What’s Considered a Bad Credit Score?

What’s Considered a Bad Credit Score?
GUIDE

Advertiser Disclosure

Mike Randall
By: Mike Randall
Posted: January 21, 2015
BadCredit.org's popular "How-To" series is for those who seek to improve, rebuild or better understand their subprime credit rating.

No one wants a bad credit score. We all know it affects what we pay for insurance and our ability to borrow money, land a job, or rent a house. Avoiding a bad credit score is just the smart thing to do.

But what exactly is considered a bad credit score? Is there a magic number that is seen as a risk? Actually, there is — but it’s a little complicated.

Anything Below 660, Theoretically Speaking.

Everyone who has ever gotten a loan, charged something on a credit card, or paid a bill has a credit score. The scoring system the major credit rating agencies use is called the FICO system, and it has a range of between 300 and 850 points.

Using this system, a score of 850 is the best you can be assigned.

Depending on the credit rating agency you ask and what region of the country you’re in, the average credit score in the U.S. is between 660 and 700. Theoretically, this means a credit score below 660 is considered a bad credit score.

However, FICO itself considers a score of between 625 and 659 to be a “standard” rating. The score range they reserve for “subprime” is 624 and below.

If your credit score is above 700, you can be pretty sure banks and lenders will see you positively. Below 650 points or so and it’s a gamble.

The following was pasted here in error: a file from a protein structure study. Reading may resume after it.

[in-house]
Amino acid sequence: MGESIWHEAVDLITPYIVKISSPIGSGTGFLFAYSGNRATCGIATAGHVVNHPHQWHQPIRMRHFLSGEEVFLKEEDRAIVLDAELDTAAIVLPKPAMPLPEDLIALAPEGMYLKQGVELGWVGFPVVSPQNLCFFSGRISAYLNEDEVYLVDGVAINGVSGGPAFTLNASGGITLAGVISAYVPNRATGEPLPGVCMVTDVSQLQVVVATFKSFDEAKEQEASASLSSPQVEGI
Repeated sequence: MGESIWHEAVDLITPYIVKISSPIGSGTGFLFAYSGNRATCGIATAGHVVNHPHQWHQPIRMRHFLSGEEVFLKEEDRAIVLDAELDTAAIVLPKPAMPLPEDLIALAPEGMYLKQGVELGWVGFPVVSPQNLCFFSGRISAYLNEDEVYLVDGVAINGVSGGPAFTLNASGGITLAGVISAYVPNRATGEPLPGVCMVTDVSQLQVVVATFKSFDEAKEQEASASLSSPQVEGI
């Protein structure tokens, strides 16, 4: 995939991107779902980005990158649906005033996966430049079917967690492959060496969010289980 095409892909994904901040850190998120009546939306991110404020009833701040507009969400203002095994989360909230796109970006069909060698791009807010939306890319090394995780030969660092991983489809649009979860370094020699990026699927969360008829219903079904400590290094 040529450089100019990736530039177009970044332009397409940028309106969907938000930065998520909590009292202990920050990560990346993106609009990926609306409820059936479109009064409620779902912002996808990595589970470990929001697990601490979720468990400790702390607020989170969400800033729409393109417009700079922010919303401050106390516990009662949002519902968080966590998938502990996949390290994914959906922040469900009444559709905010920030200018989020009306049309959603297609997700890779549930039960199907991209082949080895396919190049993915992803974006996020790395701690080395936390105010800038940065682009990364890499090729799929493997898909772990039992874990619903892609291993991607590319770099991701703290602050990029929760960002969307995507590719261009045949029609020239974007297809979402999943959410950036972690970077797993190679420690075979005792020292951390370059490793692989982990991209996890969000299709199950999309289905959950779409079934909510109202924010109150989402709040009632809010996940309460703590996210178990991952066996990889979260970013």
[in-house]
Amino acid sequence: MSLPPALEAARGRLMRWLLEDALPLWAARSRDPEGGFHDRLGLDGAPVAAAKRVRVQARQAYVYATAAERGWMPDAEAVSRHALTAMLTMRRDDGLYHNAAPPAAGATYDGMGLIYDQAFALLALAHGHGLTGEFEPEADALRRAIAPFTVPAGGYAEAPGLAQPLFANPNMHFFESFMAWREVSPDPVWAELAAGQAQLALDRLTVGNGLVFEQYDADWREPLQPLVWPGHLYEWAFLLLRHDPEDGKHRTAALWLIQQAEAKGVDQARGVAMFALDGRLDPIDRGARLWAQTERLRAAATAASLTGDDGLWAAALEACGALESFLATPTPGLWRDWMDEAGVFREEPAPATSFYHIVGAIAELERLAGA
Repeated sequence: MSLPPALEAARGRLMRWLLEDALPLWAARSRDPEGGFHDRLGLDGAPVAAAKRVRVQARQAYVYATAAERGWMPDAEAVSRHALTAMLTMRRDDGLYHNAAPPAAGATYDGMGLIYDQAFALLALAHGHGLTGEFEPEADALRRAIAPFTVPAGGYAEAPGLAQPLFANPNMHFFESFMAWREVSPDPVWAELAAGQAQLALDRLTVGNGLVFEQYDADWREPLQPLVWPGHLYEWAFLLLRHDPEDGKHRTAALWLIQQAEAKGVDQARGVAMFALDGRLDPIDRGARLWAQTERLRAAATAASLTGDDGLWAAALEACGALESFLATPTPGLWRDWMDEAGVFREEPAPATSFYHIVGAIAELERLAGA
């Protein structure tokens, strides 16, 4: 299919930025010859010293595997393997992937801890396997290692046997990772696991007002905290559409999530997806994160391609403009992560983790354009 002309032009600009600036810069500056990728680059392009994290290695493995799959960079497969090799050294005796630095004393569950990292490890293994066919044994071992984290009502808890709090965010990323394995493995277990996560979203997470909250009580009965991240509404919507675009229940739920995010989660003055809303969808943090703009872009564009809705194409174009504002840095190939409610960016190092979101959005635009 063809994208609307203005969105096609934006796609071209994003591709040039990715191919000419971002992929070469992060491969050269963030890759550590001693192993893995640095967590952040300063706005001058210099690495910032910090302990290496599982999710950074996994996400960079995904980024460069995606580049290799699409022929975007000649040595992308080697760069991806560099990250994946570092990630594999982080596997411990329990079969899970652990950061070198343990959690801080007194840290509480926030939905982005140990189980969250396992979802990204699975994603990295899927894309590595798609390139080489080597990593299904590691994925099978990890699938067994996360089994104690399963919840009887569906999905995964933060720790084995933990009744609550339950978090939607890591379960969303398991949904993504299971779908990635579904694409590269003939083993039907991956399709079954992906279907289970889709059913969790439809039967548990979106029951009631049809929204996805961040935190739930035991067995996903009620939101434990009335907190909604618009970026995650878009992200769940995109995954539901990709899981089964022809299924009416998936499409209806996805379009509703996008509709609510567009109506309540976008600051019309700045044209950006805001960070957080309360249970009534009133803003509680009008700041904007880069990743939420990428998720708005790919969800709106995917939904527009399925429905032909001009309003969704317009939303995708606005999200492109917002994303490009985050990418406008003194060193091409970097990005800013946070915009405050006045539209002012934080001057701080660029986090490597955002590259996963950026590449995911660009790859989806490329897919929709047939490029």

If you are one of those unfortunate enough to have a score in the subprime category, there are things you can do to improve your credit score.

Lexington Law Credit Repair Can Help

By paying your bills when they’re due, you receive a positive weighting on your credit score. The more you meet your obligations and pay your debts, the better your credit score is likely to be. But if you should fall behind in your payments or default on a loan, your credit score will take a hit. And it doesn’t take too many of these hits to bring your credit score crashing down to earth.

A credit repair service can remove negative items from your credit reports. Lexington Law’s past clients have seen an average of 10.2 negative items removed from their credit reports within four months. It’s definitely worth it if you’ve got some things on your report dragging your score down.

Consultations are free and there’s never any obligation. Visit Lexington Law for more information on how they can represent you in your fight for a fair and accurate credit report.

A Secured Credit Card is Another Good Option

A secured credit card can actually help boost your score when you use it responsibly. By responsibly, we mean always paying your monthly bills on time, never missing a payment, and keeping your credit utilization ratio low. Here are the top-rated secured cards for folks looking to rebuild their credit as reviewed by our experts:

★★★★
4.0/5.0

A secured credit card works the same as an unsecured card — the only difference is that it requires a deposit to secure your line of credit.

Remember, nothing is permanent. Our credit scores are being recalculated all the time. With a little help, you can quickly improve yours.

Photo source: bobrutledge.com.